Radiation Therapy and Breast Cancer

Common after a mastectomy, this treatment uses radiation to destroy cancer cells. Radiation therapy can be used to kill any cancer cells remaining after surgery, to reduce tumour size before surgery (neoadjuvant) or to relieve pain in cases of metastatic cancer.

When administering the treatment, the radiologist protects the healthy cells around the tumour as much as possible, but some cells may be damaged and this can cause side effects, such as:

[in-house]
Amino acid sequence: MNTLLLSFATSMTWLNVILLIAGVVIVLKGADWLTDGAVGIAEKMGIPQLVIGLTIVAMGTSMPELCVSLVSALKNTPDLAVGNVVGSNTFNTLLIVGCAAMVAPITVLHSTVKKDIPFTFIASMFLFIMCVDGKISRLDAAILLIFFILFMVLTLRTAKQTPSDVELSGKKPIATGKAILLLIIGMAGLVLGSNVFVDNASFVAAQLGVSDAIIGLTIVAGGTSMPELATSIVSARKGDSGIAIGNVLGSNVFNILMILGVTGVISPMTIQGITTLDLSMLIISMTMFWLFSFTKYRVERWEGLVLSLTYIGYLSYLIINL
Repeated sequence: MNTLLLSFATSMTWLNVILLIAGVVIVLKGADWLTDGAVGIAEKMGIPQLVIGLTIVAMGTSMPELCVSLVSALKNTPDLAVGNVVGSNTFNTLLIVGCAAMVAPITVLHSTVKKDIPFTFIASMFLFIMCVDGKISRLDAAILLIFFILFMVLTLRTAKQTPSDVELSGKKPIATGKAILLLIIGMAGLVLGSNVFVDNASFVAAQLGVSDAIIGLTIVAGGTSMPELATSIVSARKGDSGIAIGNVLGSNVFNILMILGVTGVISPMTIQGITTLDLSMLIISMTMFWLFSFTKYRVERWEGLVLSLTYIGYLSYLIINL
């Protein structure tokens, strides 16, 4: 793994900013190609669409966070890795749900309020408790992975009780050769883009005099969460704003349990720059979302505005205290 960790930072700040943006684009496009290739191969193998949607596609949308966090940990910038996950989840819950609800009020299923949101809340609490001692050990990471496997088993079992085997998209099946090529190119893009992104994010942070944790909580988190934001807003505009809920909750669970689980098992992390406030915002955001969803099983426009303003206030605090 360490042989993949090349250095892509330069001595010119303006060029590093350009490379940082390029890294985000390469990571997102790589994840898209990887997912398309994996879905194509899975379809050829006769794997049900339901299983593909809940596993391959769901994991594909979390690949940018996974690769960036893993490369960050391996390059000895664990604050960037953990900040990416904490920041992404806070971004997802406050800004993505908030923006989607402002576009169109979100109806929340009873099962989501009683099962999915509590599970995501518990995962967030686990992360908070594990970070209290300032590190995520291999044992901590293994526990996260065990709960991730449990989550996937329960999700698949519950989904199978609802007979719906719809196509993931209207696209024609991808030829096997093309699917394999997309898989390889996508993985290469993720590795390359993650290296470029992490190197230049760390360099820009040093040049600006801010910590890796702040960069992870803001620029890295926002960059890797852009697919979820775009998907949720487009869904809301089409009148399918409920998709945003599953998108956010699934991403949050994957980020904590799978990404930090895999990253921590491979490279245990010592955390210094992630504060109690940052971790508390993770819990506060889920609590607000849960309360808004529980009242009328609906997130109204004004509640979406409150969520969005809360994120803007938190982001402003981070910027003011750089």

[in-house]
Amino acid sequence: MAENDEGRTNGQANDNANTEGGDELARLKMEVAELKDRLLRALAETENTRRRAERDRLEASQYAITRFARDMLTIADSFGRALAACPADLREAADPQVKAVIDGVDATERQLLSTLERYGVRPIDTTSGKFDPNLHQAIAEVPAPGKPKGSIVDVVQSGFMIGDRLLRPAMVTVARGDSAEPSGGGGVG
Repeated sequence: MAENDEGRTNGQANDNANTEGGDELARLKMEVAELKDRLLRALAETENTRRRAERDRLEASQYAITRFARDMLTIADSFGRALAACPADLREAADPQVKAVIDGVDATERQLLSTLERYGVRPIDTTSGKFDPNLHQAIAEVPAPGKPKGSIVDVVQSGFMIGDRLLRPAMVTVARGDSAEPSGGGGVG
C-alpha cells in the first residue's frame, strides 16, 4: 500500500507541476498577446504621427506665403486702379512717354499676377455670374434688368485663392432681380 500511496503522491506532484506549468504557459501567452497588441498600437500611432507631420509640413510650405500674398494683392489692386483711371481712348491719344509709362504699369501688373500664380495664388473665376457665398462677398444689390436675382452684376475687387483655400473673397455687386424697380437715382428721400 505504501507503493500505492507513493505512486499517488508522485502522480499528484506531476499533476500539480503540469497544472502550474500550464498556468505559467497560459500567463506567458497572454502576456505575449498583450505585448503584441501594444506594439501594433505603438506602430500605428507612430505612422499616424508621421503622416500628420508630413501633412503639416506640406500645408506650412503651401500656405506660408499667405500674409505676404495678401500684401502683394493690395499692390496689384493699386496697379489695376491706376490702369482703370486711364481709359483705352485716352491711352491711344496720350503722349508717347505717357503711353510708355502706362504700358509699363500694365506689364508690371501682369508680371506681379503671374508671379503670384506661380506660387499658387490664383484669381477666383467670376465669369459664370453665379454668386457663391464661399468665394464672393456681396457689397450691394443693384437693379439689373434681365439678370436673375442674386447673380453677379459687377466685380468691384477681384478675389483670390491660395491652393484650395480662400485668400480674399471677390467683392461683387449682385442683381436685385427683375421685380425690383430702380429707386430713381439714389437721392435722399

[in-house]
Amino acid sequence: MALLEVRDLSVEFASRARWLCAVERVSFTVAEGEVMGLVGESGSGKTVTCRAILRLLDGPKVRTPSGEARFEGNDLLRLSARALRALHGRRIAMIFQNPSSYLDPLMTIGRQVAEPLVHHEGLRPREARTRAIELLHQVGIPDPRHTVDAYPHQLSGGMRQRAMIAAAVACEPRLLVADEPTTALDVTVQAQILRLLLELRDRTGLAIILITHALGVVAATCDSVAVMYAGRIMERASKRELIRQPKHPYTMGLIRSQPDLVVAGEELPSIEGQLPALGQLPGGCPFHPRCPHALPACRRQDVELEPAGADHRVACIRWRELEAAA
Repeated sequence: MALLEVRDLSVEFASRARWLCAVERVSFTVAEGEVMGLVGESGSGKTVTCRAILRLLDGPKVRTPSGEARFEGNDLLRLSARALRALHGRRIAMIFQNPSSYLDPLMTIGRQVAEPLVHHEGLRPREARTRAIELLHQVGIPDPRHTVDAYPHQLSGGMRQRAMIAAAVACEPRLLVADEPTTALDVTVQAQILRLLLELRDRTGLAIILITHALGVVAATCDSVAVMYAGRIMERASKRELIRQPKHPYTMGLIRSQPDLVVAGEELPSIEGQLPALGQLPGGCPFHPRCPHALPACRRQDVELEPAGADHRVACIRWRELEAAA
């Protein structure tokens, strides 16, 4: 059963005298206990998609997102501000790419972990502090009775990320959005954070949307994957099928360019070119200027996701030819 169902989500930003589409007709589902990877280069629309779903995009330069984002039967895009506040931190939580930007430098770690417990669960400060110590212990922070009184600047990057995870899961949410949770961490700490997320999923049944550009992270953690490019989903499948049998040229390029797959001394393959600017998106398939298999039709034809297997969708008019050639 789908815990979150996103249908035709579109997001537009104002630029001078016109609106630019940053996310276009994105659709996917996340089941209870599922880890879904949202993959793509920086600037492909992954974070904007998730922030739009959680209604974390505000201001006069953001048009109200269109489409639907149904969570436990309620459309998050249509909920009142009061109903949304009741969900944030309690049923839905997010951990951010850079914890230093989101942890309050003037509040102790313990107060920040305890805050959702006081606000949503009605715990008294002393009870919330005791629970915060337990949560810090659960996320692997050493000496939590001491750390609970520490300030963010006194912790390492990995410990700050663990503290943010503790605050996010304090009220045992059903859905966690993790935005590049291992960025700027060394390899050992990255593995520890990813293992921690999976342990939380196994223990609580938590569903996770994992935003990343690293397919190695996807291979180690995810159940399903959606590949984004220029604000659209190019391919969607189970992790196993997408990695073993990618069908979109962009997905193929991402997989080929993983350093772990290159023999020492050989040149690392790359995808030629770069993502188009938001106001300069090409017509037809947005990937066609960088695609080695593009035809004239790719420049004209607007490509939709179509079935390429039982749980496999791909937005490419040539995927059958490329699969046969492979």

● Fatigue
● Changes in breast size and shape
● Breast and shoulder pain
● Lymphedema
● Red, dry or itchy skin
● Impaired cardiac function
● Lung inflammation

Studies are underway to reduce radiation doses without affecting the therapy’s effectiveness and to identify which patients actually benefit from the treatment. For example, radiation therapy can be unnecessary in older patients with tumours that are at a low risk of recurrence. Various techniques are being studied (hypofractionated radiotherapy, partial breast irradiation and intraoperative radiotherapy).

Infographic on radiation therapy with breast cancer
Make a donation Make a donation